The best bites of 2021 in Marseille, France – culinary backstreets

During the first five months of 2021, restaurant meals in Marseille were limited to take-out due to strict Covid-19 measures in France. Some chefs have managed to do magic in take-out boxes. Others have become sandwich masters Рincluding 3 Michelin star chef Alexandria Mazzia, who started a food truck with croque-monsieur. When we wanted company, we took to the beach a pizza with anchovies so Marseille and a bottle of ros̩ for a friendly picnic.

On May 19, restaurants were finally allowed to offer outdoor dining. Risen, Marseille looked like a big outdoor party, with terraces grow in parking lots, abandoned alleys, even stairs. After the full opening on June 9, the city exploded. In addition to locals in the region, there was an influx of Parisians who had settled in the south after being locked in the beloved capital during the pandemic. In addition, we had an even larger wave of summer tourists than in 2020.

A slew of new tables were there to welcome the rush. Certain districts such as Cours Julien and Chave are full of gastronomic offers. Established restaurateurs, such as Parpaing qui Flotte and La Mercerie, have expanded. Fortunately, most of our favorite places weathered the storm with help from the government. Many still struggle with staff shortages, a problem around the world.

Curiously, the great French cuisine love generated the highest vaccination rate in Europe when President Macron demanded a health passport (vaccination or negative Covid test) to eat in restaurants from August 9. During the first week, our pass sanitary was scanned in all Marseille restaurants. Shortly after, the checks became less and less frequent. The rebellious nature of the Marseillais – and their taste for conviviality – still strong.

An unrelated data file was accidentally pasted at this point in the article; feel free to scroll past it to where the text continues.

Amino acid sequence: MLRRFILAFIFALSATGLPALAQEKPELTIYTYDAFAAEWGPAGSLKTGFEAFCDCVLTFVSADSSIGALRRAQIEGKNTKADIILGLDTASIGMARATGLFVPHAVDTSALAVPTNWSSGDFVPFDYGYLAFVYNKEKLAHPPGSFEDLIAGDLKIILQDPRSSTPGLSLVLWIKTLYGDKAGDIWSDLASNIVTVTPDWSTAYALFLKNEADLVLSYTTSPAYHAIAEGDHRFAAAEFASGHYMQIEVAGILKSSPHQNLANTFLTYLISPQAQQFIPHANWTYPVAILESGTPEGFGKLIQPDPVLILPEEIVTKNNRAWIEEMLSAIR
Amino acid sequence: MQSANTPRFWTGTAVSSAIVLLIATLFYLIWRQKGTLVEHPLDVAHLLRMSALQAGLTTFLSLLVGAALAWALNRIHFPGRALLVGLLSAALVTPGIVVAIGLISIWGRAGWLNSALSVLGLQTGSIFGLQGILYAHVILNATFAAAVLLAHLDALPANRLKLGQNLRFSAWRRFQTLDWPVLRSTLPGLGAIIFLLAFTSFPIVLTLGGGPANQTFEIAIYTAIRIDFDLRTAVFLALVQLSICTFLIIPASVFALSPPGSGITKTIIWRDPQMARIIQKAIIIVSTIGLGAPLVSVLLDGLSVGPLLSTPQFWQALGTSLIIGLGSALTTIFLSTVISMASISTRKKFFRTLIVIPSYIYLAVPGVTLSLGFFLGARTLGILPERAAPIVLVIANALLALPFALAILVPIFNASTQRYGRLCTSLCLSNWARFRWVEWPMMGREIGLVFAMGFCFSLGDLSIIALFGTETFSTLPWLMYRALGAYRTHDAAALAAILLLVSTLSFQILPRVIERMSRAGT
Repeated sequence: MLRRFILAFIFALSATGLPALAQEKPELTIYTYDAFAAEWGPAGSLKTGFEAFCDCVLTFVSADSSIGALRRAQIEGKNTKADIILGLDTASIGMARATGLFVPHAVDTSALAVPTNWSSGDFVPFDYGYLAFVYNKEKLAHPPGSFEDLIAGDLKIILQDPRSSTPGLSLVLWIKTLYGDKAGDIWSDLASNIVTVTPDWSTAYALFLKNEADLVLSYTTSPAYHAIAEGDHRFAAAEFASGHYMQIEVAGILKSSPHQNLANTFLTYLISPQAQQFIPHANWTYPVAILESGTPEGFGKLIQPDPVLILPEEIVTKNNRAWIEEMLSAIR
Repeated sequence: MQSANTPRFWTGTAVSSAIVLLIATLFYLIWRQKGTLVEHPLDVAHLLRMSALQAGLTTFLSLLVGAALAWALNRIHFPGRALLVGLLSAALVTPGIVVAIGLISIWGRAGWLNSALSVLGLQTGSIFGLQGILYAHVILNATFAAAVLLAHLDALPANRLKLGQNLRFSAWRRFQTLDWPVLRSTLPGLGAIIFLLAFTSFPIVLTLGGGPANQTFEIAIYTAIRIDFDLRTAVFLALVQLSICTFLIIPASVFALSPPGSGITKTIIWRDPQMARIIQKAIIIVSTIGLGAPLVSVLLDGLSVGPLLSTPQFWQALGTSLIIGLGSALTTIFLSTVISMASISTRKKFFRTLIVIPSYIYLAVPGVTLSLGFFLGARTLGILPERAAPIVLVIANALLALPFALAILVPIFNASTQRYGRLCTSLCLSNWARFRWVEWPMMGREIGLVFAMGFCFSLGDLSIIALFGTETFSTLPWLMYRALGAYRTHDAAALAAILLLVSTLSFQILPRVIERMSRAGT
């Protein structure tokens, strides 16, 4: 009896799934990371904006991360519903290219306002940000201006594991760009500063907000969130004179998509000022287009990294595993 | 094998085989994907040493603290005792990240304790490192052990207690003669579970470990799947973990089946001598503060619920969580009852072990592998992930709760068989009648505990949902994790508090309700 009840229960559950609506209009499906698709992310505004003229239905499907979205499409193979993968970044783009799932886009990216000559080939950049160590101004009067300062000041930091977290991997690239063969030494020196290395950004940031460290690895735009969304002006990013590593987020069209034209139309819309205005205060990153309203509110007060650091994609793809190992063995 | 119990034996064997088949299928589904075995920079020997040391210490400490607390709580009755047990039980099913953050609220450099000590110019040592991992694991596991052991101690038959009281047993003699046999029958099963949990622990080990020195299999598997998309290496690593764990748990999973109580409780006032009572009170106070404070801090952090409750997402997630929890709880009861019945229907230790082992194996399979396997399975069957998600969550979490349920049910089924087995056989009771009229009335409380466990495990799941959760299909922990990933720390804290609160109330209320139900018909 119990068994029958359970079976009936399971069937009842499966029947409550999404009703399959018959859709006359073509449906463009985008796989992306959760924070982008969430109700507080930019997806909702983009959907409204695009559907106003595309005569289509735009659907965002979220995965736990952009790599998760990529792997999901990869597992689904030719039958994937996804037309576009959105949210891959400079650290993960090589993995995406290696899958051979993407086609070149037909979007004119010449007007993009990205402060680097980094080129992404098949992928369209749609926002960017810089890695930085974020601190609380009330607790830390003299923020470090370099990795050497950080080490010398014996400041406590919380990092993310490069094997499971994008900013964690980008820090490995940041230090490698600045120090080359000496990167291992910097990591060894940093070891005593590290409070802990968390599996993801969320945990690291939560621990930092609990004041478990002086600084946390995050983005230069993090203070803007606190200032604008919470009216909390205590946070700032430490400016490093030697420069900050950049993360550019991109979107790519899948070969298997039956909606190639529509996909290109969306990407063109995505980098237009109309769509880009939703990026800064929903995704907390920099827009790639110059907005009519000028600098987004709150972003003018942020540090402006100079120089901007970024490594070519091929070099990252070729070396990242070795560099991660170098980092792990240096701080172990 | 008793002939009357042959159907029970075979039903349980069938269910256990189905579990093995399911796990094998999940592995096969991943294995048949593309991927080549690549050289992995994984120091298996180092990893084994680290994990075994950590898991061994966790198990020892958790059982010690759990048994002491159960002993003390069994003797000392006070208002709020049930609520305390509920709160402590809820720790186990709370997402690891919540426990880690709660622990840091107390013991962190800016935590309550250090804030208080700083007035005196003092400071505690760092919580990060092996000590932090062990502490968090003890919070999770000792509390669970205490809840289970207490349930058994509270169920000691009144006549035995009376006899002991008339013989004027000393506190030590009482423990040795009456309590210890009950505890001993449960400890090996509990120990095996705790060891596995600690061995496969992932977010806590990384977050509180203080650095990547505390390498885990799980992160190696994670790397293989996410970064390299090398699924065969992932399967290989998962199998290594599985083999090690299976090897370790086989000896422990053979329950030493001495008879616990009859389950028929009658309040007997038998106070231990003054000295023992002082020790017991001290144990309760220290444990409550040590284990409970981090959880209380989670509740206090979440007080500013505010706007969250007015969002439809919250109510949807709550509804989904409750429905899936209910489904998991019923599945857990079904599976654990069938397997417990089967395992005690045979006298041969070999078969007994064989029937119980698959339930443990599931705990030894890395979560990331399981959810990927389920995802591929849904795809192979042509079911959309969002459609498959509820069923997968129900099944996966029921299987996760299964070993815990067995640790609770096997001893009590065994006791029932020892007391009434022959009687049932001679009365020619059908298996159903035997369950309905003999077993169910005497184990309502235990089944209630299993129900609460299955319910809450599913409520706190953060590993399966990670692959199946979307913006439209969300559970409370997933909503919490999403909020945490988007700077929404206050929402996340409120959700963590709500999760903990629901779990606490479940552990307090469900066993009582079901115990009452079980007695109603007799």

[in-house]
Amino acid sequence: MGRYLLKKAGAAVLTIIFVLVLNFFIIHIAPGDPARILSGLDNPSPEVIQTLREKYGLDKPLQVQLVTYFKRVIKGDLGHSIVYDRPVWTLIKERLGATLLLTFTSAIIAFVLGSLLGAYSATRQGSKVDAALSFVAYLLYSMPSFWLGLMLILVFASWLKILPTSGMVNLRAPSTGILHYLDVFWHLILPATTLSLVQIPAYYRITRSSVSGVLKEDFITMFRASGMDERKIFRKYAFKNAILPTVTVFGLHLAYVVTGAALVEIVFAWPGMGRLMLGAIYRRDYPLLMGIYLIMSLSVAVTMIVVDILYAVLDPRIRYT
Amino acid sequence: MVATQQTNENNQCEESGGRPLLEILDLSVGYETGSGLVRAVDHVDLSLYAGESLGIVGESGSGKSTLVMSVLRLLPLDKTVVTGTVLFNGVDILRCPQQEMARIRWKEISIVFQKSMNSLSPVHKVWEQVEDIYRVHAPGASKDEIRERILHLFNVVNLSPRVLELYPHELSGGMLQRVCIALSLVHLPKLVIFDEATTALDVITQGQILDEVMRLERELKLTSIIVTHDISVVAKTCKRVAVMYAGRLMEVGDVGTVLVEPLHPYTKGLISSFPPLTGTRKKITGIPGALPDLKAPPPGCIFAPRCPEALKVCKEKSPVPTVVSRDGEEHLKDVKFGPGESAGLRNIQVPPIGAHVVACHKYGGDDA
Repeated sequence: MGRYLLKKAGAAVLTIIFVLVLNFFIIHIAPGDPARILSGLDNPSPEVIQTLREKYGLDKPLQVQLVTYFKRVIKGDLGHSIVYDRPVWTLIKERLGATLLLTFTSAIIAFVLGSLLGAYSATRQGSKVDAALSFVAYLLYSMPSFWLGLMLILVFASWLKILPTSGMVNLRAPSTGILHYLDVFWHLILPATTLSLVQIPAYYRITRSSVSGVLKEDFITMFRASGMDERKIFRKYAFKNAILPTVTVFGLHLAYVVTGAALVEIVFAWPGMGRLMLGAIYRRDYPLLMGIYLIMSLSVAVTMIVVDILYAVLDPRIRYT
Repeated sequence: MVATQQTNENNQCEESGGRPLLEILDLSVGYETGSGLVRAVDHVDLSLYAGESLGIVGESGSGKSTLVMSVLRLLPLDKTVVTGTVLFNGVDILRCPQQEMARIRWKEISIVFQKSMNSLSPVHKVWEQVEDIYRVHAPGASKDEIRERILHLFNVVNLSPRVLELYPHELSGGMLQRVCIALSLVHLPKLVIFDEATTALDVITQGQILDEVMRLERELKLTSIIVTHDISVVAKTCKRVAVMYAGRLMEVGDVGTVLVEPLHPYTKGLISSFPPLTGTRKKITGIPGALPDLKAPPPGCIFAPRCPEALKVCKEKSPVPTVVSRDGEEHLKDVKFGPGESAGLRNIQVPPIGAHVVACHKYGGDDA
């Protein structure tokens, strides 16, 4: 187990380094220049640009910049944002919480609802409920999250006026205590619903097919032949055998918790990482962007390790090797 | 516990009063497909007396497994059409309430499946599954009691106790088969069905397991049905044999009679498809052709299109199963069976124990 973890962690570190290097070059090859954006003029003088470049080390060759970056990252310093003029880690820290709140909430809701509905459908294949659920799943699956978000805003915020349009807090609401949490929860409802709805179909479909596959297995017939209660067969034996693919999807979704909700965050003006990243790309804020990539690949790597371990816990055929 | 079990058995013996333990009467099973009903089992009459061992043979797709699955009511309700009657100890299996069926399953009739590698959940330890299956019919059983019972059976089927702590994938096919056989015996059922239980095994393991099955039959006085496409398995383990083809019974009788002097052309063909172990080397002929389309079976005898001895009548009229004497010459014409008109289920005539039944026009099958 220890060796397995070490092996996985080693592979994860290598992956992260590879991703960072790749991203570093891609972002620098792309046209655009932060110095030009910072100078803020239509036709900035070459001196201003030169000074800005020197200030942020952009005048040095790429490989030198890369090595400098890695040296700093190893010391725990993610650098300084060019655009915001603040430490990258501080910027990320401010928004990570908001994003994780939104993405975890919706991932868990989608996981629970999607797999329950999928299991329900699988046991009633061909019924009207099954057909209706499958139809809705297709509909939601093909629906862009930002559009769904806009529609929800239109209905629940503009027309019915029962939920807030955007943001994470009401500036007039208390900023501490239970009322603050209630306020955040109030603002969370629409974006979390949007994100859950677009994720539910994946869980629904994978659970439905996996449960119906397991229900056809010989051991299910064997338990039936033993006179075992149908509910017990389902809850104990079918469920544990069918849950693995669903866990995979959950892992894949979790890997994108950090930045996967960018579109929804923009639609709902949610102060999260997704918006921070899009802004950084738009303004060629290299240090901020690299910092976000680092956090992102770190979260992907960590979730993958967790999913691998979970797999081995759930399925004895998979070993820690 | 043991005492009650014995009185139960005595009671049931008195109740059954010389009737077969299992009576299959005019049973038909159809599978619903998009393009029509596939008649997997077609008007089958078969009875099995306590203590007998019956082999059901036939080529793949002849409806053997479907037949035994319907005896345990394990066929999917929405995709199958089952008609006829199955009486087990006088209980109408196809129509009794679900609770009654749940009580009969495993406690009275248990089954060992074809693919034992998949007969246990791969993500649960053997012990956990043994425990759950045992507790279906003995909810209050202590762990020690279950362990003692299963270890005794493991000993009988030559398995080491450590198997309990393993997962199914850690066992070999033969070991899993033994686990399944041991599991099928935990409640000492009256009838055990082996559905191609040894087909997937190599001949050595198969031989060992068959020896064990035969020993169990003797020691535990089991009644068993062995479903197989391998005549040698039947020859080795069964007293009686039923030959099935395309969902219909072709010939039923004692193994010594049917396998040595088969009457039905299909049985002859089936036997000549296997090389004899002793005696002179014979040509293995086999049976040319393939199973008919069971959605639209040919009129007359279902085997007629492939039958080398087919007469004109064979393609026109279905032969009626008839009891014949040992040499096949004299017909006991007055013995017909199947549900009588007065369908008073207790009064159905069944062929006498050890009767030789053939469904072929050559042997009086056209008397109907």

Here’s a recap of my best bites of the year, from a seafood burger to a fine fish meal.

Fish burger in Limmat

In February, a friend and fellow food writer came to Marseille to research an article on the culinary scene. With the restaurants closed for in-person meals, we had to get creative. Fortunately, the pandemic had made local chefs seasoned to take-out options. Like Lili Gadola in Limmat.

The young chef had built up a loyal following for her locavore dishes, which were full of local fish and seasonal vegetables from the nearby farmer’s market. She still offered these dishes during the pandemic – but it was her fish burger that got us hooked. On a homemade brioche with poppy seeds, she has stacked a soft hake (hake) tenderloin, freshly picked purple and green curly, and a generous layer of sweet and sour mayo. In a separate container – to keep the burger intact – she put a salad of vinegared purple coleslaw and sweet potato fries topped with garlic aioli.

Everything was delightfully fresh, as we had dinner a few steps next to Vespas on a cement bench in the Cours Julien. The often bustling courtyard was gentle on this winter’s day. But it was not too cold to enjoy our food. When in-person dining reopened in May, Limmat marked one of the city’s most original patios: the colorful Cours Julien staircase. Become one of the best outdoor tables for 2021.